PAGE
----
It’s not about well-known elected leaders or social activists—not because people like these do not matter; they matter greatly. We rightly celebrate them. But at some point, somebody needs to serve on a committee, help build the roads, volunteer for a local charity, or just help a neighbor out. These daily civic virtues—doing one’s duty, I call it—took places in communities around the nation and formed the backbone of our democracy. Their civic labor mattered. It was through these daily acts that our democracy was built.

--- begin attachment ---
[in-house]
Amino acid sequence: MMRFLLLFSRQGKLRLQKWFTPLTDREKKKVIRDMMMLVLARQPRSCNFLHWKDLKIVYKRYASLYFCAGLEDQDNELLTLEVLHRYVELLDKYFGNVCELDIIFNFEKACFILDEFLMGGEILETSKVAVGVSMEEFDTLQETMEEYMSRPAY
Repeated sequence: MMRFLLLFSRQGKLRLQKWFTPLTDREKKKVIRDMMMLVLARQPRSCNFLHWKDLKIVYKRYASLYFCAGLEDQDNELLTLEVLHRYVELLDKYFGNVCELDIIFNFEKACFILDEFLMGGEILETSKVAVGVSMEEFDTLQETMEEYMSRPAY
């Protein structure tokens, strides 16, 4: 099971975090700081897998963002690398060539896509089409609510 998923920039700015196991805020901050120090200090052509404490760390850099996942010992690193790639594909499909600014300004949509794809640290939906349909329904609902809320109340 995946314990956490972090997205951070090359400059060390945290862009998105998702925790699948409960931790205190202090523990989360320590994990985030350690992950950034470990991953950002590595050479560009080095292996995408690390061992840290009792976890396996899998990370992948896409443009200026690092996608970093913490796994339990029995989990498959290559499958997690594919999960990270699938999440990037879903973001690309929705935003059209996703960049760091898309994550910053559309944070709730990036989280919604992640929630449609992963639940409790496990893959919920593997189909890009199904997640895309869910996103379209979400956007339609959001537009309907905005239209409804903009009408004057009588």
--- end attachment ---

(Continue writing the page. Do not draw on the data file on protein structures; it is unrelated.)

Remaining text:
We tend to celebrate the most famous Americans. As important as these people are, the daily life of democracy happened in small towns across America as ordinary people, forgotten to history, stepped up to serve their communities. Neem offers a story about the ordinary citizens who contributed to the public good. A story that includes men and women, free and enslaved, rich and poor, it is about Americans who stepped up so that things could get done. They joined school committees, built roads, attended meetings, and cared for their neighbors. Some went on to fame, but most did not. Some went on to elected office, but most did not. These citizens express what it means to be a citizen in a democracy. At a time of intense partisan conflict, it is worth remembering that our democracy depends not just on those with the loudest voices, but those who take time out of their busy lives to do what needs doing in their communities.